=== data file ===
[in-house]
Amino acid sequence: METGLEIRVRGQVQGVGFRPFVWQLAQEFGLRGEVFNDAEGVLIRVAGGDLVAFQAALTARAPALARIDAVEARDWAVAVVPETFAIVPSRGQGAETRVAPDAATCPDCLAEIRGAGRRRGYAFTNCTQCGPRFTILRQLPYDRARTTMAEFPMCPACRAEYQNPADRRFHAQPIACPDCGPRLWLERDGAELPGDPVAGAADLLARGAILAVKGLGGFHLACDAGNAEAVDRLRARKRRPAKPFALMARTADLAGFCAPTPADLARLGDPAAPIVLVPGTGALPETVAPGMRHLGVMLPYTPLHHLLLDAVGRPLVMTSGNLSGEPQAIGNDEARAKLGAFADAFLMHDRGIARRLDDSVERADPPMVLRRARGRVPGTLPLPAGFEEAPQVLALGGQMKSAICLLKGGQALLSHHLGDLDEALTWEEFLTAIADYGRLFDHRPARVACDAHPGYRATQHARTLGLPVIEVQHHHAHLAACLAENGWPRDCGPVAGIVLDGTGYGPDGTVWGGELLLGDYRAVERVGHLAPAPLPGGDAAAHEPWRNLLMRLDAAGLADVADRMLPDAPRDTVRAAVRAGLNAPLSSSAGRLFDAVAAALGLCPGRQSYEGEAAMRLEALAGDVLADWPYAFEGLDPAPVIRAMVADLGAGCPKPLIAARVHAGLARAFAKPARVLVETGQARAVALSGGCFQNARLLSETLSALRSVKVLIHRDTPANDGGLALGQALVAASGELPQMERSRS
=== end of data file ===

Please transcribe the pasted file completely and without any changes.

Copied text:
[in-house]
Amino acid sequence: METGLEIRVRGQVQGVGFRPFVWQLAQEFGLRGEVFNDAEGVLIRVAGGDLVAFQAALTARAPALARIDAVEARDWAVAVVPETFAIVPSRGQGAETRVAPDAATCPDCLAEIRGAGRRRGYAFTNCTQCGPRFTILRQLPYDRARTTMAEFPMCPACRAEYQNPADRRFHAQPIACPDCGPRLWLERDGAELPGDPVAGAADLLARGAILAVKGLGGFHLACDAGNAEAVDRLRARKRRPAKPFALMARTADLAGFCAPTPADLARLGDPAAPIVLVPGTGALPETVAPGMRHLGVMLPYTPLHHLLLDAVGRPLVMTSGNLSGEPQAIGNDEARAKLGAFADAFLMHDRGIARRLDDSVERADPPMVLRRARGRVPGTLPLPAGFEEAPQVLALGGQMKSAICLLKGGQALLSHHLGDLDEALTWEEFLTAIADYGRLFDHRPARVACDAHPGYRATQHARTLGLPVIEVQHHHAHLAACLAENGWPRDCGPVAGIVLDGTGYGPDGTVWGGELLLGDYRAVERVGHLAPAPLPGGDAAAHEPWRNLLMRLDAAGLADVADRMLPDAPRDTVRAAVRAGLNAPLSSSAGRLFDAVAAALGLCPGRQSYEGEAAMRLEALAGDVLADWPYAFEGLDPAPVIRAMVADLGAGCPKPLIAARVHAGLARAFAKPARVLVETGQARAVALSGGCFQNARLLSETLSALRSVKVLIHRDTPANDGGLALGQALVAASGELPQMERSRS